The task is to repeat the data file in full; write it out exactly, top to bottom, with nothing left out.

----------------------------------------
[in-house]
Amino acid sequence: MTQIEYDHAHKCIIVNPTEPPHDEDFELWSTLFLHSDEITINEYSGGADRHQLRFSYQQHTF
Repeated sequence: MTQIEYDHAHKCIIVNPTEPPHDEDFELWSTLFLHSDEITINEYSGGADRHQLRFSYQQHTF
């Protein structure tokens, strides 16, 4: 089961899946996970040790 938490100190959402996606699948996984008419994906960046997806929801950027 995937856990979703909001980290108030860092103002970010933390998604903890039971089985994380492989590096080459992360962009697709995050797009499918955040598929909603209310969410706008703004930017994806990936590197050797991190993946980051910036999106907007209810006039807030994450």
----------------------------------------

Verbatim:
[in-house]
Amino acid sequence: MTQIEYDHAHKCIIVNPTEPPHDEDFELWSTLFLHSDEITINEYSGGADRHQLRFSYQQHTF
Repeated sequence: MTQIEYDHAHKCIIVNPTEPPHDEDFELWSTLFLHSDEITINEYSGGADRHQLRFSYQQHTF
């Protein structure tokens, strides 16, 4: 089961899946996970040790 938490100190959402996606699948996984008419994906960046997806929801950027 995937856990979703909001980290108030860092103002970010933390998604903890039971089985994380492989590096080459992360962009697709995050797009499918955040598929909603209310969410706008703004930017994806990936590197050797991190993946980051910036999106907007209810006039807030994450």